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Zelenskyy honors World Trade Center Utah president in ceremony in Washington, D.C.

Jonathan Freedman, honorary consul of Ukraine in Utah, receives the The Order of Merit from Ukraine’s president.

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Ukrainian President Volodymyr Zelenskyy honored Jonathan Freedman, CEO of World Trade Center Utah, on Thursday, Sept. 21, in Washington D.C. with the Ukrainian Order of Merit award.


Ukrainian President Volodymyr Zelenskyy stood before an audience in the rotunda at the U.S. National Archives Thursday evening as part of his whirlwind day-long effort to report on progress against Russian forces and to seek ongoing financial support from the United States.

But here, where history is preserved to draw on the lessons of the past, the president of Ukraine and his wife Olena came to honor those who have stood by Ukraine and to echo the words of one of America’s greatest leaders.

He said among the items he saw Thursday was a telegram from Abraham Lincoln to General Ulysses S. Grant, dated Aug. 17, 1864, “an inspiring document, absolutely,” Zelenskyy said. He then quoted the short telegram that brought both encouragement in adversity to General Grant, and clear resolve from the United States’ 16th president:

“Hold on with a bull-dog grip, and chew and choke, as much as possible,” Zelenskyy read, quoting the words in English with a thick Ukrainian accent now familiar the world over.

“President Lincoln’s words reflect the courage and faith that helped America. Such words reflect exactly how Ukrainians fight,” he said.

There, listening in the National Archives, among the 350 invited guests, was Jonathan Freedman, president and CEO of World Trade Center Utah and honorary consul of Ukraine in Utah, a position he has held since 2008. He is tasked with supporting Utah’s Ukrainian community and is a liaison and facilitator between Utah and Ukraine’s business leaders and diplomats.

“Jonathan Freedman,” came the announcement from Zelenskyy, following his rousing speech at a lectern shared with his wife. Freedman then joined others alongside Ukraine’s president and the first lady of Ukraine to receive the Order of Merit, III Degree, The recognition from the government of Ukraine is “given to individuals for outstanding achievements in economics, science, culture, military or political spheres of activity.”

The Order of Merit, its medal, ribbons and certificates, carry with it the title Chevalier of the Order of Merit. Similar honors were given to supporters in the medical field as well as the arts Thursday in Washington, D.C. for the hours of service on behalf of the people of Ukraine.

“I was very honored and very humbled to receive this award. It is very generous of the president,” Freedman said following the ceremony, in a brief phone interview with the Deseret News. “I share this with Utahns from all around the state who really have made a difference for Ukrainians from here and abroad.”

Olena Zelenskyy called the fight for freedom a “spiritual battle” shared by all, bringing those of different beliefs and persuasions together.

“Sincere gratitude to everyone who fights together with us in spiritual dimension and dimension of values,” she said, speaking in English as her husband did. Freedman shared that sentiment in an evening draped in expressions of gratitude.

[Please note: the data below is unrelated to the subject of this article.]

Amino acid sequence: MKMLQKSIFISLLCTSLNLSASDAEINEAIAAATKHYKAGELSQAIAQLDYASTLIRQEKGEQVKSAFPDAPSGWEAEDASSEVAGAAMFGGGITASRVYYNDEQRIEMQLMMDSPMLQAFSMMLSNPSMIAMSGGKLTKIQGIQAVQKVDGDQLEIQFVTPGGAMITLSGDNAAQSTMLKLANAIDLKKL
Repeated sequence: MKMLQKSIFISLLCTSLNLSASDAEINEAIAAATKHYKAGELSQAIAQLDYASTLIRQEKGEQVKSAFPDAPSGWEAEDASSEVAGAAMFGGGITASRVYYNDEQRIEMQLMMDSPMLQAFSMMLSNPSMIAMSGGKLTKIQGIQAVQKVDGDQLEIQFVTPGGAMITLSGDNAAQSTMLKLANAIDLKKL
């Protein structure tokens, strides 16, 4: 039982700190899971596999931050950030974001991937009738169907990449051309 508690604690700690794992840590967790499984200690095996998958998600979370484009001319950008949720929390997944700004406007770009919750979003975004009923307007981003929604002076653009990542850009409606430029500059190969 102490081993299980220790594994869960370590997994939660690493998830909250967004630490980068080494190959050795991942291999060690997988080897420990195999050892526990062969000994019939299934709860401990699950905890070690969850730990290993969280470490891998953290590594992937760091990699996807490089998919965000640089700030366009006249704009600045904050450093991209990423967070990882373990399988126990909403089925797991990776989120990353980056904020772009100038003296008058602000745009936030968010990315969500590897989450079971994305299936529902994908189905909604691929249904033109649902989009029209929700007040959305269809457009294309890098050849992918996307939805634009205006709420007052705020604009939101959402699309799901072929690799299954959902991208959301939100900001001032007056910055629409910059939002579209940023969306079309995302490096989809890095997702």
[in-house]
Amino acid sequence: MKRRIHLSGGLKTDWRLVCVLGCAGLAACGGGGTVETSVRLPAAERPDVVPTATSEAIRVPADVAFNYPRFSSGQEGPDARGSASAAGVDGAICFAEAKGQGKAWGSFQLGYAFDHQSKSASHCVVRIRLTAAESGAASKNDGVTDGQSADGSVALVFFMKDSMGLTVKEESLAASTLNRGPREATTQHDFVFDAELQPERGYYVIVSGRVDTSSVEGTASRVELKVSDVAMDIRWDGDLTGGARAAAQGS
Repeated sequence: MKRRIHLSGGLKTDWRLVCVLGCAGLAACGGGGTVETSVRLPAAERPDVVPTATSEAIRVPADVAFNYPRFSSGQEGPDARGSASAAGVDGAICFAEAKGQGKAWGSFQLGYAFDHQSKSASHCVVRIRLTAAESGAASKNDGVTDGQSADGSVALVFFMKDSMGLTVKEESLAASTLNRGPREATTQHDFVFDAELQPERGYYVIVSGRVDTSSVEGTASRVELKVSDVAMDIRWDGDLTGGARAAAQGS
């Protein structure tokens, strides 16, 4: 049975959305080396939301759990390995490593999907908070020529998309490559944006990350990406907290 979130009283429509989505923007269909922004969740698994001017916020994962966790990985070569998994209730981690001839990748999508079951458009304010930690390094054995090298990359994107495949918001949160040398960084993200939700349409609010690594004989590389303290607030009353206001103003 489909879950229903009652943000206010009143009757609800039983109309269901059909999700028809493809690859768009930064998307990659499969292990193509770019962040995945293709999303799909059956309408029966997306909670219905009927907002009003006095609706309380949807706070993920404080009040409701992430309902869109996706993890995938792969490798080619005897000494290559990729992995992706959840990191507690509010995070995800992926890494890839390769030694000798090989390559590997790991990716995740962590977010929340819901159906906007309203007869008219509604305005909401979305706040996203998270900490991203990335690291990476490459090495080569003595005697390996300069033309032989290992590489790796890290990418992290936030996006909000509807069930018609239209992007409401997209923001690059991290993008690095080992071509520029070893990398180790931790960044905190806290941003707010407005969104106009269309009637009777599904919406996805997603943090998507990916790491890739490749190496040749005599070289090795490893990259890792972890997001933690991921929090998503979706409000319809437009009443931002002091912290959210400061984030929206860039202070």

“Everyone wants to do what they possibly can to help, especially when there is such an assault on innocence,” Freedman said.

The speech and honors in the National Archives capped a day of meetings for Zelenskyy, with President Biden, administration leaders, and members of Congress as Ukraine’s leader championed the effort of his country to drive the Russian military from Ukraine.

The Biden administration supports an additional $24 billion (and some say much more) for Ukraine. But that has drawn mixed reaction from lawmakers in Washington and prompted a letter from six senators, including Utah Sen. Mike Lee and Sen. J.D Vance, as well as 23 House members to the director of the White House Office of Management and Budget. They seek more accountability before agreeing to additional funding.

“Are the Ukrainians any closer to victory than they were 6 months ago? What is our strategy, and what is the president’s exit plan? What does the administration define as victory in Ukraine?“ the letter asks.

For his part, Zelenskyy made his case behind closed doors with the president and with Congress. His public remarks at the National Archives, broadcast by PBS throughout the country, had nothing but praise and thanks for the efforts of the United States and for the relationship between the two countries that he said has never been closer.

Freedman has been assisting Ukraine and its citizens long before war broke out with Russia. He was also part of a trade delegation from Utah to Ukraine earlier this year, meeting with business and government leaders in search of opportunities to strengthen Ukrainians now and in post-war Ukraine when hostilities cease.

Before presenting Freedman and others to those gathered, President Zelenskyy hailed their efforts. “Here today are the leaders of the Ukrainian community in America, activists, volunteers, benefactors.“

Olena Zelenskyy summed up the evening by referencing her first visit to Congress more than a year ago, when her husband remained in Ukraine to engage the battle.

She came seeking help with a simple message: “The trouble of some is the trouble of all.”